Why a workforce shortage: Americans need more information

Written with the assistance of the National Asphalt Pavement Association Graphics courtesy of the National Asphalt Pavement Association

In 2019, NAPA Chairman John Harper made Workforce Development a strategic goal for the Association. Under Harper’s leadership, NAPA’s Workforce Development Committee began efforts to address workforce shortages across three critical areas in the road construction industry—effective communications, partnerships, and helping the industry deliver on the promise it makes to employees. In February 2020, after many months of market research and analysis, NAPA released Special Report 227. This report provides data detailing the publics’ and educators’ perceptions of the road construction industry and helps to substantiate the workforce shortage and investigated reasons why the road construction industry has trouble attracting new, young employees. This article and those to follow in the coming months will highlight findings from the NAPA report. VAA would like to thank NAPA for their assistance with these articles.

People form opinions on topics through information and, many times, misinformation. One key finding from the market research that was led by Golin Media’s GoIINTEL Research Hub in Washington, D.C., was a lack of knowledgeable information among many Americans. Through a series of surveys and focus groups, it was clear the public and educators knew less about road construction than they did about manufacturing, vertical construction, transportation (e.g., trucking, ride-sharing, taxi, etc.), and agriculture. Except for mining, those surveyed claimed little knowledge about road construction as it compared to related industries with similar labor profiles. Also, people had a negative perception of road construction (See Figure 3). Clearly, the road construction industry has done a poor job with public relations. But with time and effort, this can be addressed.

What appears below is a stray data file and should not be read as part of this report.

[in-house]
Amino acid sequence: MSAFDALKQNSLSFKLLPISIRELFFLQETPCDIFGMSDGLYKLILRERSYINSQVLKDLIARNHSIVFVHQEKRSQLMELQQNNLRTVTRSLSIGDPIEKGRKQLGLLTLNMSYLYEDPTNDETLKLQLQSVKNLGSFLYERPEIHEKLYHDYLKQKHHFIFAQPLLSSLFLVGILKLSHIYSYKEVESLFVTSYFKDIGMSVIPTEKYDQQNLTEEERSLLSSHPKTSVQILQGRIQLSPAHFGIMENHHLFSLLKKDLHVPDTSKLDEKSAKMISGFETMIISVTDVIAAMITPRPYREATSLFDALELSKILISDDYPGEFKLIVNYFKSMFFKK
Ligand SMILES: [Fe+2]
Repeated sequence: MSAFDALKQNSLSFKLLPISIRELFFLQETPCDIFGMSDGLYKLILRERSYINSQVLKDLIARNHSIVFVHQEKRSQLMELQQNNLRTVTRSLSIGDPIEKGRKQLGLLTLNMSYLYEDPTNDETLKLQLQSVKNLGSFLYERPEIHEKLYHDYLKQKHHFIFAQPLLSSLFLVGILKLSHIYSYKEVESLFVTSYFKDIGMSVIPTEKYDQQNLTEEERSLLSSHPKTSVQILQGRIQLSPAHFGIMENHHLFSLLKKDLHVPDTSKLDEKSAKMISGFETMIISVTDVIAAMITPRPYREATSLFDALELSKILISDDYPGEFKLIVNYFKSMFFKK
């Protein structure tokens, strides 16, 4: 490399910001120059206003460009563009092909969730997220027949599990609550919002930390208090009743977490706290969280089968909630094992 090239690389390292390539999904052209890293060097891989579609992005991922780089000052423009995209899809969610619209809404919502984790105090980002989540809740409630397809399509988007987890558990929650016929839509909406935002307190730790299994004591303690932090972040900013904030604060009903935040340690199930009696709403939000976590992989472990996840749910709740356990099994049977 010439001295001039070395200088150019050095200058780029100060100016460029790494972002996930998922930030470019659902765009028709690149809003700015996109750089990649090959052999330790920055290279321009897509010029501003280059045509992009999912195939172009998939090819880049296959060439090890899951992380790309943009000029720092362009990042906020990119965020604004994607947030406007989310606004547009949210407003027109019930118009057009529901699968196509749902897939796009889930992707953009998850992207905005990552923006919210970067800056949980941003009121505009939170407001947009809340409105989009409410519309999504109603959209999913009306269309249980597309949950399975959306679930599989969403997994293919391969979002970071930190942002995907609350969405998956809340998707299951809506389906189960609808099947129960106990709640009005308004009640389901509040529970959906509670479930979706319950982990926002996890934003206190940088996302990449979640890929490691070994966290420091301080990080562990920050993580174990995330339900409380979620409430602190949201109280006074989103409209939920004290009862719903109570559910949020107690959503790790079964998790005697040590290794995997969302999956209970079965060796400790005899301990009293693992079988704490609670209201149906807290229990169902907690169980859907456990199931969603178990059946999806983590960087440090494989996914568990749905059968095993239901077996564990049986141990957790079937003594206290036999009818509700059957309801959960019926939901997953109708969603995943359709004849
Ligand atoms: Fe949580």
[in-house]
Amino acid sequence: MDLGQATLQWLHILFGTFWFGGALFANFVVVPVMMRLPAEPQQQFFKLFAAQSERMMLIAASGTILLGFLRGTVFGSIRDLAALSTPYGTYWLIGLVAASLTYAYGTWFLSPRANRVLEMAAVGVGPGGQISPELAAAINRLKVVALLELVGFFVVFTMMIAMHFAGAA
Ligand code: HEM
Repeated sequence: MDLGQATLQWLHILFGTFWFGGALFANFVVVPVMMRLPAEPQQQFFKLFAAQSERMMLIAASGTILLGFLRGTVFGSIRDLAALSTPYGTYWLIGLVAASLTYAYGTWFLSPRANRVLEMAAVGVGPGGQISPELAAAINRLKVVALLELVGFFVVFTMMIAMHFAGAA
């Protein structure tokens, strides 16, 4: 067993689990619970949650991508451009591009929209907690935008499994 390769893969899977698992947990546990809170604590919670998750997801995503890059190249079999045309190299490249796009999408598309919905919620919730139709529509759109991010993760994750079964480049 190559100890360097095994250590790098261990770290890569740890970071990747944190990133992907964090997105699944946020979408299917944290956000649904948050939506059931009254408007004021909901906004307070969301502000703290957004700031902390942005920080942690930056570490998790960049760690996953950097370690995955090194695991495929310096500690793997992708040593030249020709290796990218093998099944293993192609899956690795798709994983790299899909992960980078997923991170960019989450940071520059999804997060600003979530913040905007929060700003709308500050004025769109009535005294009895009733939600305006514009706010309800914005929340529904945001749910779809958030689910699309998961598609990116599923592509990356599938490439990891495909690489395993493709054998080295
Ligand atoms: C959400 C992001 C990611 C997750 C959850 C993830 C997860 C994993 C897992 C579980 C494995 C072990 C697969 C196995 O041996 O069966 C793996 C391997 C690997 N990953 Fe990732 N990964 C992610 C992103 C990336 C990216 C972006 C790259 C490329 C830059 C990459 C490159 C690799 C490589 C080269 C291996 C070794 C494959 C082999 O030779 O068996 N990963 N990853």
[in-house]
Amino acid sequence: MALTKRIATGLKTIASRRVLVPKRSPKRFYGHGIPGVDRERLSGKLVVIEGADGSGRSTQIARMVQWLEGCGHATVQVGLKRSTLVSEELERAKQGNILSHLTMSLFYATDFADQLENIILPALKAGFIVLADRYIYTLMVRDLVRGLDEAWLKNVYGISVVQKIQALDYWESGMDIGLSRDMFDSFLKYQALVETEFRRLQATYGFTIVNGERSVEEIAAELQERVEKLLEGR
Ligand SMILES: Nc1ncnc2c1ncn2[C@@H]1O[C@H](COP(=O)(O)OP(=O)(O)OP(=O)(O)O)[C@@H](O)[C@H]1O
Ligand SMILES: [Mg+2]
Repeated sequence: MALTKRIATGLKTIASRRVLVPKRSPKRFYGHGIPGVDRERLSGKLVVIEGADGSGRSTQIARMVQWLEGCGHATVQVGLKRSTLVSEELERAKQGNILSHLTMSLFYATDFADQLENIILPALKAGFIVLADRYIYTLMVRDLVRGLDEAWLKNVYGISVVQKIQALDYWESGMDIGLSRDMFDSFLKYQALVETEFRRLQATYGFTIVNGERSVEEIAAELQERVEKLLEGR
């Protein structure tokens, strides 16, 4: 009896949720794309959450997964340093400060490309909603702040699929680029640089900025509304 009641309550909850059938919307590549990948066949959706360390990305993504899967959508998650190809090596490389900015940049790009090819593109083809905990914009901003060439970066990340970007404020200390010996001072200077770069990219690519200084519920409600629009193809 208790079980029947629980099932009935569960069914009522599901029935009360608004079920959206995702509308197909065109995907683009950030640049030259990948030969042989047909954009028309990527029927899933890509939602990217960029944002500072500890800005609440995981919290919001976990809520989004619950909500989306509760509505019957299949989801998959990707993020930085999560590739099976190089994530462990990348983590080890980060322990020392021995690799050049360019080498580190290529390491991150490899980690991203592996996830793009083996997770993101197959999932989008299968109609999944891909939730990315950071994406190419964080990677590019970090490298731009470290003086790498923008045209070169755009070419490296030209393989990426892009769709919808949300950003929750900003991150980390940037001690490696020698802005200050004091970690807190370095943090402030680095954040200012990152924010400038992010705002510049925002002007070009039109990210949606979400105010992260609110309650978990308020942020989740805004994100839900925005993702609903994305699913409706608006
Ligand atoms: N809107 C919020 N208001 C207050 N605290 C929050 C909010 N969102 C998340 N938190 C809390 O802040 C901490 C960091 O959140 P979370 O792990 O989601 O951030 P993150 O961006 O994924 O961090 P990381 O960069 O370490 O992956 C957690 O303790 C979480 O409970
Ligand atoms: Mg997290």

Fortunately, with a little effort based on research findings from the initial survey and focus groups, respondents were able to be educated with key messages, and their change in viewpoint reflected that education. Instead of being an industry where the public and educators would not recommend road construction as a career path, these same groups would recommend or even consider construction as a career path.

In our next article, Asphalt News will delve into the perceptions of the road construction industry.

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